A Tai Chi exercise programme improved exercise behaviour and reduced blood pressure in outpatients with hypertension
Version of Record online: 26 NOV 2012
© 2012 Wiley Publishing Asia Pty Ltd
International Journal of Nursing Practice
Volume 18, Issue 6, pages 545–551, December 2012
How to Cite
International Journal of Nursing Practice 2012; 18: 545–551 A Tai Chi exercise programme improved exercise behaviour and reduced blood pressure in outpatients with hypertension, 18:6, 545–551, , , , .
- Issue online: 26 NOV 2012
- Version of Record online: 26 NOV 2012
- Manuscript Accepted: APR 2012
- blood pressure;
- Tai Chi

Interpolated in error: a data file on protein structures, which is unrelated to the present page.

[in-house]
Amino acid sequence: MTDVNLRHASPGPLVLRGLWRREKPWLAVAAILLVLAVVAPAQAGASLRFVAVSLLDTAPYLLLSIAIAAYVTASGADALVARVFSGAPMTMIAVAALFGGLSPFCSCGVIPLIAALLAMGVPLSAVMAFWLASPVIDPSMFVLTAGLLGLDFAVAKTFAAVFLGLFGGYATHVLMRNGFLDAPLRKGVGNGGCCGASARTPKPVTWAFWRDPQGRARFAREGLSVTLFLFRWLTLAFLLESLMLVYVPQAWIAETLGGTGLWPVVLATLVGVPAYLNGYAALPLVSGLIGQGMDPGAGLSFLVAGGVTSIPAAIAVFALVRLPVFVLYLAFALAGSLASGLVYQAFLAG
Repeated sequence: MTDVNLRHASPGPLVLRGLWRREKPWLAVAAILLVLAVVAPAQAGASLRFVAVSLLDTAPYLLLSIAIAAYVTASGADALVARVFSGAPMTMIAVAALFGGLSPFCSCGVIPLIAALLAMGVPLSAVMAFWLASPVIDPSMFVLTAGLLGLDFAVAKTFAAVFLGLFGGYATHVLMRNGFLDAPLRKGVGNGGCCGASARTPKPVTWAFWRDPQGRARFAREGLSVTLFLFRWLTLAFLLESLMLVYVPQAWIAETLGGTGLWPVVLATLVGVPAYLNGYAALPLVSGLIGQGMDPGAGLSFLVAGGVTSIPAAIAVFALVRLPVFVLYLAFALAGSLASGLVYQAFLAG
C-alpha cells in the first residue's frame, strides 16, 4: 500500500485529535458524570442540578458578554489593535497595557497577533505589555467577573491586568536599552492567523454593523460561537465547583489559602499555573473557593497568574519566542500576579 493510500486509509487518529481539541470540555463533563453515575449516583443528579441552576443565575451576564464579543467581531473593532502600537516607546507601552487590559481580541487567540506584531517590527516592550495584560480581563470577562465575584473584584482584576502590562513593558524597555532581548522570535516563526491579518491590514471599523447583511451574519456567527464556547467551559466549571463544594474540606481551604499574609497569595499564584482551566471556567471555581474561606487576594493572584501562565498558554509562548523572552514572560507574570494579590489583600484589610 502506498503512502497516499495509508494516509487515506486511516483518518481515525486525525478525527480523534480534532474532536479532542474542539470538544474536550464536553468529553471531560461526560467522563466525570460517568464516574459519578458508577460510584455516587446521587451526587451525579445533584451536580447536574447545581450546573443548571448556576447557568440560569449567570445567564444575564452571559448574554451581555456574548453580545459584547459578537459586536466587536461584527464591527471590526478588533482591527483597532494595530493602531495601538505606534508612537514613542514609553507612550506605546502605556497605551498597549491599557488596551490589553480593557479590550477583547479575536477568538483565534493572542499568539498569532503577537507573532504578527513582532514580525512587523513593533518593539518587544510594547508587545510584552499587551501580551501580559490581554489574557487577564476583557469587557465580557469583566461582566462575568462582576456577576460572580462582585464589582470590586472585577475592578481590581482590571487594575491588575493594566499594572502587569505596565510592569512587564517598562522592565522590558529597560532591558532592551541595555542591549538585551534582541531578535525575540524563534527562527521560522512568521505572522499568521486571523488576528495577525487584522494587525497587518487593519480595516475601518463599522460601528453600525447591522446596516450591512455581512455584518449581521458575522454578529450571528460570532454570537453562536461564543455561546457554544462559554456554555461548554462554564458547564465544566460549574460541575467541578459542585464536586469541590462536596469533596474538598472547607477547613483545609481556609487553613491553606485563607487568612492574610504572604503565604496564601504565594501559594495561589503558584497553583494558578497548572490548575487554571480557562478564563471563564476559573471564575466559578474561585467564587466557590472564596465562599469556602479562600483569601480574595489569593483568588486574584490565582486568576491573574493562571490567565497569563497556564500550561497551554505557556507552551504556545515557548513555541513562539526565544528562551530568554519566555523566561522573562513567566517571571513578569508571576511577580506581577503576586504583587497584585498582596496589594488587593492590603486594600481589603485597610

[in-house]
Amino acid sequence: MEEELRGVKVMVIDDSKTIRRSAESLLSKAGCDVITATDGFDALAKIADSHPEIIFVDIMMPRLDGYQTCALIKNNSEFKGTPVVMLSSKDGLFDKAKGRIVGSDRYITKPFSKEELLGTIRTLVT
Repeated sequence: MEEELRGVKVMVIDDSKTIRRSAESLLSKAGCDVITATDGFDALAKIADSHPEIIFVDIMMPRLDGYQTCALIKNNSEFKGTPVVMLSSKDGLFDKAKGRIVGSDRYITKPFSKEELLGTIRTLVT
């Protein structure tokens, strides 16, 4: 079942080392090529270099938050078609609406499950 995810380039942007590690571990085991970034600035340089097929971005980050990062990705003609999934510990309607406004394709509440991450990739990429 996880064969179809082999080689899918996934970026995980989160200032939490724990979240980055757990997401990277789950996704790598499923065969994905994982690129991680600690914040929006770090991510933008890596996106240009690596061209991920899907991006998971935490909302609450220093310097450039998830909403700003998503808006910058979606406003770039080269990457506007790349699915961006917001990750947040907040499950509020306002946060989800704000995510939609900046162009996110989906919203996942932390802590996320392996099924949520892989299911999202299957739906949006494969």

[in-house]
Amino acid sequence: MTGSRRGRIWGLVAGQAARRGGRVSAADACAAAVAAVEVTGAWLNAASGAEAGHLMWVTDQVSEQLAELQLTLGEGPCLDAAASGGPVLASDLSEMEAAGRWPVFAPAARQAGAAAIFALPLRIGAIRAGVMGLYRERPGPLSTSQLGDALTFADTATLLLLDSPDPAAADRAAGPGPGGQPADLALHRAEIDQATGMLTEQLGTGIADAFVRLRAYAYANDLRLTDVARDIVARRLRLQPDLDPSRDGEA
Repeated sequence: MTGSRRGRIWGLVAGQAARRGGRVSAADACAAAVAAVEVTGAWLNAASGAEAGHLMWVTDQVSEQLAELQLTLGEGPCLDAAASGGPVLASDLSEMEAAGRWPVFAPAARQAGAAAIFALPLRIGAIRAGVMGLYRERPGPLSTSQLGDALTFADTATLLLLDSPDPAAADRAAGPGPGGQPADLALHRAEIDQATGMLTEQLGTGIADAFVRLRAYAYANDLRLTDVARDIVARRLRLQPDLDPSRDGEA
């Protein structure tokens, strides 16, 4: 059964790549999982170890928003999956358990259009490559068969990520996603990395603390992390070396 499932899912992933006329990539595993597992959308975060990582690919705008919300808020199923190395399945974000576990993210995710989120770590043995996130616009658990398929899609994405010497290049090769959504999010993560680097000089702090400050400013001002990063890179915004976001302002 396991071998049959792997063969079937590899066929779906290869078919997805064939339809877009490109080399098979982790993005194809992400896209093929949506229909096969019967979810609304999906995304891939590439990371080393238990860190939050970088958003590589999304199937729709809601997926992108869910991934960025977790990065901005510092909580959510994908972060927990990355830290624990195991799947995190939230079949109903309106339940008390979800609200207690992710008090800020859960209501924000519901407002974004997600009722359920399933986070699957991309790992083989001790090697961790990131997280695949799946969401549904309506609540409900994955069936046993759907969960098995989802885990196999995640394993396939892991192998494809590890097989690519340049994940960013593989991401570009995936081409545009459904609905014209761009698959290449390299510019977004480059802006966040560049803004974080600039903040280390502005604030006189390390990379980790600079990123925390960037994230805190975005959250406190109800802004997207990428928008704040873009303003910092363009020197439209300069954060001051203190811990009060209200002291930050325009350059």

This two-group pretest and posttest quasi-experimental study aimed to evaluate the effects of a Tai Chi exercise programme on exercise behaviour and blood pressure (BP) in outpatients with hypertension. The experimental group (n = 27) received the Yang-style Tai Chi exercise programme three times a week for 8 weeks. The control group (n = 31) received routine care with no Tai Chi exercise. Exercise behaviour and exercise time using Routine Health Care Behaviour scale and BP were assessed at baseline and 8 weeks. The experimental group had a significant improvement on exercise behaviour (t = 2.11, P < 0.001) and exercise time (t = 1.44, P = 0.003), and a significant reduction in systolic BP (t = 2.57, P < 0.001) and diastolic BPs (t = 2.86, P < 0.001) compared with those of the control group. Tai Chi is an inexpensive and viable exercise and can improve exercise behaviour and BP control in outpatients with hypertension. Tai Chi exercise might offer outpatients with hypertension additional options, such as an adjunct to formal cardiac rehabilitation or as an exercise alternative in their management of hypertension. Nursing staff can easily learn and incorporate this exercise in patient education or care planning in the care of patients with hypertension in outpatient settings.